Vital discussions are continuing with the Federal Government about how to manage and protect our nation’s threatened species with the SSAA identified as key stakeholders. The Environment Department and its Threatened Species Commissioner Gregory Andrews are championing strategies to protect our native wildlife, with the recently re-elected Coalition Government showing its continued commitment to this all-important cause.
Commissioner Gregory Andrews, who works closely with newly appointed Federal Environment Minister Josh Frydenberg, exists to drive conservation efforts at a national level. His key focus is addressing the growing number of native flora and fauna in Australia facing extinction.
Former Environment Minister Greg Hunt announced the appointment of Mr Andrews as Australia’s first Threatened Species Commissioner on July 2, 2014. Since then, the Commissioner has worked openly and closely with the community, including the SSAA, industry, scientists and all levels of government, to find solutions to counter the demise of Australia’s native species. Consultation with such groups helped form the Threatened Species Strategy, which includes a plan and tangible target to save identified threatened species by 2020.
Recently, the Commissioner has been spruiking the National Feral Cat Control Survey, following acknowledgement by the Federal Government that feral cats are killing two million native species every night in Australia. Other feral cat initiatives include making Tasmania’s Bruny Island, home to the eastern quoll, swift parrot, hooded plover and many other native species, feral cat-free by 2020.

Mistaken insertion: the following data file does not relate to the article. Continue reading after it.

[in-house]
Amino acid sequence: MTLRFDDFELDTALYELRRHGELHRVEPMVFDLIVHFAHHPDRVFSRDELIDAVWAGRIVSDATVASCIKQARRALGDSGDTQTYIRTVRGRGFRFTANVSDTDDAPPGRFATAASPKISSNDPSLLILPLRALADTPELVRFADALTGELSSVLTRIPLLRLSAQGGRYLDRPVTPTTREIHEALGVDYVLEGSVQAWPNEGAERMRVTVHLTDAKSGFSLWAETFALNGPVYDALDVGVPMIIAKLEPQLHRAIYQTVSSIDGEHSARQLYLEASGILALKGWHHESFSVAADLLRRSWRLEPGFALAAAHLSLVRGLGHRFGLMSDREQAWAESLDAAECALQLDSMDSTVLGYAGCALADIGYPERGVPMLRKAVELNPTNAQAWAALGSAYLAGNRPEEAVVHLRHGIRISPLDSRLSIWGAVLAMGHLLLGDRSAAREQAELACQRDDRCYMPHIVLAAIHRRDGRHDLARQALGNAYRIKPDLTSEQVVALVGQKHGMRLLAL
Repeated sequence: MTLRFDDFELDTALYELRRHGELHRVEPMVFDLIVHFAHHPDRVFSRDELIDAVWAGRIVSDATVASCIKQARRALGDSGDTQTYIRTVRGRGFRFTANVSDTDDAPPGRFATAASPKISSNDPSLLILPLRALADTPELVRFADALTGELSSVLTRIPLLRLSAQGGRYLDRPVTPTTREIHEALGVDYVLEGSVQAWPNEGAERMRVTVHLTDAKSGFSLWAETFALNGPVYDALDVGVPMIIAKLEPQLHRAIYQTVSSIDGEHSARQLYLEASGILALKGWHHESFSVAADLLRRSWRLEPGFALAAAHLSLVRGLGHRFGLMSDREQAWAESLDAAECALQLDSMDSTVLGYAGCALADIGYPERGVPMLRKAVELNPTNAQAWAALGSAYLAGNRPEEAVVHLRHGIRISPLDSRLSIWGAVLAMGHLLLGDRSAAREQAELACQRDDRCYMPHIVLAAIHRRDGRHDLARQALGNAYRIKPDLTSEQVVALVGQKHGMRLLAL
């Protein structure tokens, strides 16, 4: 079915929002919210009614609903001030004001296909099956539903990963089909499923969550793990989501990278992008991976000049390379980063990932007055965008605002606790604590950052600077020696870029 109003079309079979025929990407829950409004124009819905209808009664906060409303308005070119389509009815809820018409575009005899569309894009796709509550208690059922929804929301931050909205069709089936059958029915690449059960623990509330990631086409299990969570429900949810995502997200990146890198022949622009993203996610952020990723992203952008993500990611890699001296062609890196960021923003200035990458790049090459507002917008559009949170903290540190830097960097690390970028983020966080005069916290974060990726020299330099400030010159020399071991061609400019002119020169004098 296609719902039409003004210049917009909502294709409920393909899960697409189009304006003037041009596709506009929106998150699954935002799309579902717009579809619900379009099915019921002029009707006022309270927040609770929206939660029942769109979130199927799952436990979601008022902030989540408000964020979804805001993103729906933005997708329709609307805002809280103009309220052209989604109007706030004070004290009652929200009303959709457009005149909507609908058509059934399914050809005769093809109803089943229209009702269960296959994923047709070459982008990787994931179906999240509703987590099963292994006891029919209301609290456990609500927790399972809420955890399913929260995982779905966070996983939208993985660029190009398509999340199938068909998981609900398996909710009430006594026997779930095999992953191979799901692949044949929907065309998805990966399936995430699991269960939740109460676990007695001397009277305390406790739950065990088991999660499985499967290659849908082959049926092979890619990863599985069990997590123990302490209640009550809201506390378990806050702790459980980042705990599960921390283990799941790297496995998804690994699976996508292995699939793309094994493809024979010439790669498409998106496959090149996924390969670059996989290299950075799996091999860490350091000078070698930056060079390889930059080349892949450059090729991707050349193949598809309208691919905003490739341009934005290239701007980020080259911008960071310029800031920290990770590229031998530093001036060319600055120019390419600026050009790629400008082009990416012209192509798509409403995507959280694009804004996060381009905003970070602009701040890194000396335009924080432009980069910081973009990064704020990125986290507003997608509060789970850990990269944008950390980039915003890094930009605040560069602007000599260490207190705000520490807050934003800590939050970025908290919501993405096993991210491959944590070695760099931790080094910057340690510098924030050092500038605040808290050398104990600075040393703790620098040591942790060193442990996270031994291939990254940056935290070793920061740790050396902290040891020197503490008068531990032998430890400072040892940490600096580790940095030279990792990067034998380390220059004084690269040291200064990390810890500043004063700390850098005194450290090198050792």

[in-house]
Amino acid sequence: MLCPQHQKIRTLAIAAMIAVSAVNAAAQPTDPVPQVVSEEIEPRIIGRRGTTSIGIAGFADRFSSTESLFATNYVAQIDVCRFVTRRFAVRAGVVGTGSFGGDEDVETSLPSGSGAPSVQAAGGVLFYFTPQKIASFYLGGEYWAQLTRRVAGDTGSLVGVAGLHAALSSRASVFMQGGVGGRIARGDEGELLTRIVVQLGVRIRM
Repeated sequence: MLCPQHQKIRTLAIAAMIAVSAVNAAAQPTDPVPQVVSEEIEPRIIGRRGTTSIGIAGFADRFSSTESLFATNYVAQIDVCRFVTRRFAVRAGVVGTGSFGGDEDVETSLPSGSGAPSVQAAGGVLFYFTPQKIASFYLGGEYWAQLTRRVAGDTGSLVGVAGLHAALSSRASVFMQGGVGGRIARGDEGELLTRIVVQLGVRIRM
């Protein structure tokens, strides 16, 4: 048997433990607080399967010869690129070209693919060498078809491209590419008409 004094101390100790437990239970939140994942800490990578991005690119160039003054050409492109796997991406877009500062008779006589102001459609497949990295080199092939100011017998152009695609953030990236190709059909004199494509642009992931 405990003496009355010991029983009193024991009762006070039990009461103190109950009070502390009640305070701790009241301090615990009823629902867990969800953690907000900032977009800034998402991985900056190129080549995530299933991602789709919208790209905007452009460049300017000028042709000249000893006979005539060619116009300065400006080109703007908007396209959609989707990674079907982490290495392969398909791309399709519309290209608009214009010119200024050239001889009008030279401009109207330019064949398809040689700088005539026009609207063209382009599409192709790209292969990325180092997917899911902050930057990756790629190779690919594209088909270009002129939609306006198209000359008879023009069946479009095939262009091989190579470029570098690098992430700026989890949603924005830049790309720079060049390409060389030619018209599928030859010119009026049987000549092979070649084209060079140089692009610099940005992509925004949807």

Commissioner Andrews enthusiastically threw his support behind the western quoll reintroduction in South Australia, which saw our hunters pave the way for their safe arrival in the Ikara-Flinders Ranges after removing more than 70,000 feral goats. The Commissioner publically praised the SSAA’s efforts, saying: “I commend the Sporting Shooters Association for being such a strong supporter of Operation Bounceback since it began, and I would love to see more partnerships like this working to protect our unique threatened species.” SSAA National gifted $60,000 to the worthwhile cause.
The Commissioner has also acknowledged the role of hunting in safeguarding native wildlife and managing feral and pest animals, in an exclusive story written for our popular Australian Shooter magazine.
But some cannot and will not understand that conservation and wildlife management methods such as hunting is a necessary part of the solution. Commissioner Andrews has attracted his fair share of criticism for his vocal comments about the reality of the situation and support for feral cat hunting on social media, with well-financed animal rights groups actively hijacking the online debate. As such, the SSAA encourages our members to show their support for the Commissioner by following our advice for navigating the social media minefield.
Head to the Threatened Species Facebook page to get involved in the debate about his efforts to date. Points you may like to elaborate on include the damage feral and pest animals are causing, whether it be cats, wild dogs or pigs, along with supporting the Commissioner in his important role of raising awareness about the demise of our threatened species at a national level.